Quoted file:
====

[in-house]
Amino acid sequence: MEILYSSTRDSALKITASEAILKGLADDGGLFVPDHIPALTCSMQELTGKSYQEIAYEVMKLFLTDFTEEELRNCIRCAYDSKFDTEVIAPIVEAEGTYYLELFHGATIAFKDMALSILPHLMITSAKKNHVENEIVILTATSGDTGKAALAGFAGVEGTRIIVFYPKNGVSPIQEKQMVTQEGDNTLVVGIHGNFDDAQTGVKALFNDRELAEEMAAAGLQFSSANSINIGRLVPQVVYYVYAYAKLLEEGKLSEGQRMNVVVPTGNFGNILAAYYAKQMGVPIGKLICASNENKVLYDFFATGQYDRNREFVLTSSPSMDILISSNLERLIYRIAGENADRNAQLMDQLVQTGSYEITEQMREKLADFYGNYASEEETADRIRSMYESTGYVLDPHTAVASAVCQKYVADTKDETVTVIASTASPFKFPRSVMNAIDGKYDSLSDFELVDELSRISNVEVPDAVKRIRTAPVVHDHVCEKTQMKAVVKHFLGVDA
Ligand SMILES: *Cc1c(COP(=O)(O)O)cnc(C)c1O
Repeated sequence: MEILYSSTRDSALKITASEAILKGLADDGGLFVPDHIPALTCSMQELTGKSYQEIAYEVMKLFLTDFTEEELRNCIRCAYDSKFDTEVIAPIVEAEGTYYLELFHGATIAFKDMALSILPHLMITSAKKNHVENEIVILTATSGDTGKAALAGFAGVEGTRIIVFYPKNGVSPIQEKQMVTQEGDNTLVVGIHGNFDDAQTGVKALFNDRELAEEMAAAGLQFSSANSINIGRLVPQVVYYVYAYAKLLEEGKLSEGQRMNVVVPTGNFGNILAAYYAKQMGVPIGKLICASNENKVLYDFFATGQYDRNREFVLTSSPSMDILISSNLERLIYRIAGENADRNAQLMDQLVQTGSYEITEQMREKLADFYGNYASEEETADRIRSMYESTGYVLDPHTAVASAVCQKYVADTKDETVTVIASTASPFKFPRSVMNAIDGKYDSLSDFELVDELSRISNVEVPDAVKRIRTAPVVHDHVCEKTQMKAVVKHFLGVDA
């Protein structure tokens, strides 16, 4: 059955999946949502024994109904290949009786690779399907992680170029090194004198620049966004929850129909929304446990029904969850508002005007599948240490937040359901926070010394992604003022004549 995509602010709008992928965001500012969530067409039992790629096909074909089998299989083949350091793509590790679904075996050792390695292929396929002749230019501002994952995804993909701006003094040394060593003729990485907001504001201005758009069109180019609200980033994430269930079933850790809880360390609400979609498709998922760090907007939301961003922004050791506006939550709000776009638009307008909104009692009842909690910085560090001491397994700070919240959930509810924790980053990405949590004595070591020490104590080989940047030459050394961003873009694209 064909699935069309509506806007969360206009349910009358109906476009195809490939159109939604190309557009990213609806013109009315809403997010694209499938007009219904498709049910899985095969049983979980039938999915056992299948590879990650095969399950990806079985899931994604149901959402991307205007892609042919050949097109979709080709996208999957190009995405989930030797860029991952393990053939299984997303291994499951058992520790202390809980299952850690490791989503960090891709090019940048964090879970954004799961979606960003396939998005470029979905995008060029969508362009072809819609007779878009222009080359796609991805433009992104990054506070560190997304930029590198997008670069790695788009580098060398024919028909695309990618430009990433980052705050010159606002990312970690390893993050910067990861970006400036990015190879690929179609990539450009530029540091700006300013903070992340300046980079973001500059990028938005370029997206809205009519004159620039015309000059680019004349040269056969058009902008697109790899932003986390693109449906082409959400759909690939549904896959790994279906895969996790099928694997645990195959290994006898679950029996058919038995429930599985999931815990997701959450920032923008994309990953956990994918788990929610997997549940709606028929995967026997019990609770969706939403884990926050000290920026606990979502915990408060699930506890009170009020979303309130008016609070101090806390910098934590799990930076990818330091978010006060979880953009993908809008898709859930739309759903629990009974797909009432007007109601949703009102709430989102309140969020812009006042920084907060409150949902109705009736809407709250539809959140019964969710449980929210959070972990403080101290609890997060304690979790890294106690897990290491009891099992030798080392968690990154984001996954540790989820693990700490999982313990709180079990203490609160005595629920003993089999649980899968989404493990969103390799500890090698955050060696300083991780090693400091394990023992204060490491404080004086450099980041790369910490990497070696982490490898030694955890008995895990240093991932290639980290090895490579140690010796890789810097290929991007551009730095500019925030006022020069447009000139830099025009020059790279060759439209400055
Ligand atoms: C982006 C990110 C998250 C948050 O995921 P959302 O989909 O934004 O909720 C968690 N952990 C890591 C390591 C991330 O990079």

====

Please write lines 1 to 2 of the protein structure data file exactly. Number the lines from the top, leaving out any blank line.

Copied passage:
[in-house]
Amino acid sequence: MEILYSSTRDSALKITASEAILKGLADDGGLFVPDHIPALTCSMQELTGKSYQEIAYEVMKLFLTDFTEEELRNCIRCAYDSKFDTEVIAPIVEAEGTYYLELFHGATIAFKDMALSILPHLMITSAKKNHVENEIVILTATSGDTGKAALAGFAGVEGTRIIVFYPKNGVSPIQEKQMVTQEGDNTLVVGIHGNFDDAQTGVKALFNDRELAEEMAAAGLQFSSANSINIGRLVPQVVYYVYAYAKLLEEGKLSEGQRMNVVVPTGNFGNILAAYYAKQMGVPIGKLICASNENKVLYDFFATGQYDRNREFVLTSSPSMDILISSNLERLIYRIAGENADRNAQLMDQLVQTGSYEITEQMREKLADFYGNYASEEETADRIRSMYESTGYVLDPHTAVASAVCQKYVADTKDETVTVIASTASPFKFPRSVMNAIDGKYDSLSDFELVDELSRISNVEVPDAVKRIRTAPVVHDHVCEKTQMKAVVKHFLGVDA